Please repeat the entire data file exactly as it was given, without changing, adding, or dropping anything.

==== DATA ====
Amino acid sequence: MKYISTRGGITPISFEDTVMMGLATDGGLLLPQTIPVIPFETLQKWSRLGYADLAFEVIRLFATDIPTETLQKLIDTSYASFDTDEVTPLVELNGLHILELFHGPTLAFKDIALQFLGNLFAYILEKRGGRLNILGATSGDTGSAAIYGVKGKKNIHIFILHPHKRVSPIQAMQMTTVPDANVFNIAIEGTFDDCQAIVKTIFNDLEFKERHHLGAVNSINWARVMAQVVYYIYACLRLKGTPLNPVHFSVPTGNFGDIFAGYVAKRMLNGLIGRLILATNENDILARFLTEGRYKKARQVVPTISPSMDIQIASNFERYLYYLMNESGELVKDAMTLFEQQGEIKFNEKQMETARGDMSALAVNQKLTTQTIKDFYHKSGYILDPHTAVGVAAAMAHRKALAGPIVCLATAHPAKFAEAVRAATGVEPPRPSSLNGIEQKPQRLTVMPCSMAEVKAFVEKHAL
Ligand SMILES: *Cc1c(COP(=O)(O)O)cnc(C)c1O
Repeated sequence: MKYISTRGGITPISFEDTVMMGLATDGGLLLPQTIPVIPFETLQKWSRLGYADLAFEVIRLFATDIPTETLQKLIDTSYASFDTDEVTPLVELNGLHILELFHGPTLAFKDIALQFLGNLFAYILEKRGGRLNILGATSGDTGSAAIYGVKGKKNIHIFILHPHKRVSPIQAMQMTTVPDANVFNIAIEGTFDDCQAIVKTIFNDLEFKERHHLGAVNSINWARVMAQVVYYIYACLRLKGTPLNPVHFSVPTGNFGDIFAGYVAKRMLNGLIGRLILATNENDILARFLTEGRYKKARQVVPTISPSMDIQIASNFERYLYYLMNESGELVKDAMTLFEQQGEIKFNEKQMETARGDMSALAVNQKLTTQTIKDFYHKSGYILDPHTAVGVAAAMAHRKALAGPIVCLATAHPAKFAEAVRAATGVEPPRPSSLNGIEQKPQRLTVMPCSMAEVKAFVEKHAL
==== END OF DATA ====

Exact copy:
Amino acid sequence: MKYISTRGGITPISFEDTVMMGLATDGGLLLPQTIPVIPFETLQKWSRLGYADLAFEVIRLFATDIPTETLQKLIDTSYASFDTDEVTPLVELNGLHILELFHGPTLAFKDIALQFLGNLFAYILEKRGGRLNILGATSGDTGSAAIYGVKGKKNIHIFILHPHKRVSPIQAMQMTTVPDANVFNIAIEGTFDDCQAIVKTIFNDLEFKERHHLGAVNSINWARVMAQVVYYIYACLRLKGTPLNPVHFSVPTGNFGDIFAGYVAKRMLNGLIGRLILATNENDILARFLTEGRYKKARQVVPTISPSMDIQIASNFERYLYYLMNESGELVKDAMTLFEQQGEIKFNEKQMETARGDMSALAVNQKLTTQTIKDFYHKSGYILDPHTAVGVAAAMAHRKALAGPIVCLATAHPAKFAEAVRAATGVEPPRPSSLNGIEQKPQRLTVMPCSMAEVKAFVEKHAL
Ligand SMILES: *Cc1c(COP(=O)(O)O)cnc(C)c1O
Repeated sequence: MKYISTRGGITPISFEDTVMMGLATDGGLLLPQTIPVIPFETLQKWSRLGYADLAFEVIRLFATDIPTETLQKLIDTSYASFDTDEVTPLVELNGLHILELFHGPTLAFKDIALQFLGNLFAYILEKRGGRLNILGATSGDTGSAAIYGVKGKKNIHIFILHPHKRVSPIQAMQMTTVPDANVFNIAIEGTFDDCQAIVKTIFNDLEFKERHHLGAVNSINWARVMAQVVYYIYACLRLKGTPLNPVHFSVPTGNFGDIFAGYVAKRMLNGLIGRLILATNENDILARFLTEGRYKKARQVVPTISPSMDIQIASNFERYLYYLMNESGELVKDAMTLFEQQGEIKFNEKQMETARGDMSALAVNQKLTTQTIKDFYHKSGYILDPHTAVGVAAAMAHRKALAGPIVCLATAHPAKFAEAVRAATGVEPPRPSSLNGIEQKPQRLTVMPCSMAEVKAFVEKHAL